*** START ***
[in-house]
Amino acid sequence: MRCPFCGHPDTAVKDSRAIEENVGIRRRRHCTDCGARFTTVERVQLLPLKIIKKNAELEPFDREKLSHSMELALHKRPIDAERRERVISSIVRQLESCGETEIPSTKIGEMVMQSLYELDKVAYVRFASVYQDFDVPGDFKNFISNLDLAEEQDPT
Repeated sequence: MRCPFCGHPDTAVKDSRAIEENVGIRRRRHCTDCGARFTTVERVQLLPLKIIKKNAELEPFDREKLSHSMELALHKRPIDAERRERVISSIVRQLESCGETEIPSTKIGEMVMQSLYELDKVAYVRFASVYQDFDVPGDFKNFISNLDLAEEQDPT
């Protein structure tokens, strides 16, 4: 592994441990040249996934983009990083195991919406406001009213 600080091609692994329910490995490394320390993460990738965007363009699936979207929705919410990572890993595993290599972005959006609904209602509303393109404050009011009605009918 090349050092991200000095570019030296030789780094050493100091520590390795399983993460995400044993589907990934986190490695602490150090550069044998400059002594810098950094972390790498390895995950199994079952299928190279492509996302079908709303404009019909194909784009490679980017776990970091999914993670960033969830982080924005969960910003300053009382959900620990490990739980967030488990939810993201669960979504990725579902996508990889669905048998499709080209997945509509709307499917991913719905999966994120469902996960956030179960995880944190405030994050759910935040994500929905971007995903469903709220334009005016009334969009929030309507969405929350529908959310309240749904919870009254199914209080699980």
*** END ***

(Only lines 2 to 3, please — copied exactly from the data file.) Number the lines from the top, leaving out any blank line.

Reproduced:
Amino acid sequence: MRCPFCGHPDTAVKDSRAIEENVGIRRRRHCTDCGARFTTVERVQLLPLKIIKKNAELEPFDREKLSHSMELALHKRPIDAERRERVISSIVRQLESCGETEIPSTKIGEMVMQSLYELDKVAYVRFASVYQDFDVPGDFKNFISNLDLAEEQDPT
Repeated sequence: MRCPFCGHPDTAVKDSRAIEENVGIRRRRHCTDCGARFTTVERVQLLPLKIIKKNAELEPFDREKLSHSMELALHKRPIDAERRERVISSIVRQLESCGETEIPSTKIGEMVMQSLYELDKVAYVRFASVYQDFDVPGDFKNFISNLDLAEEQDPT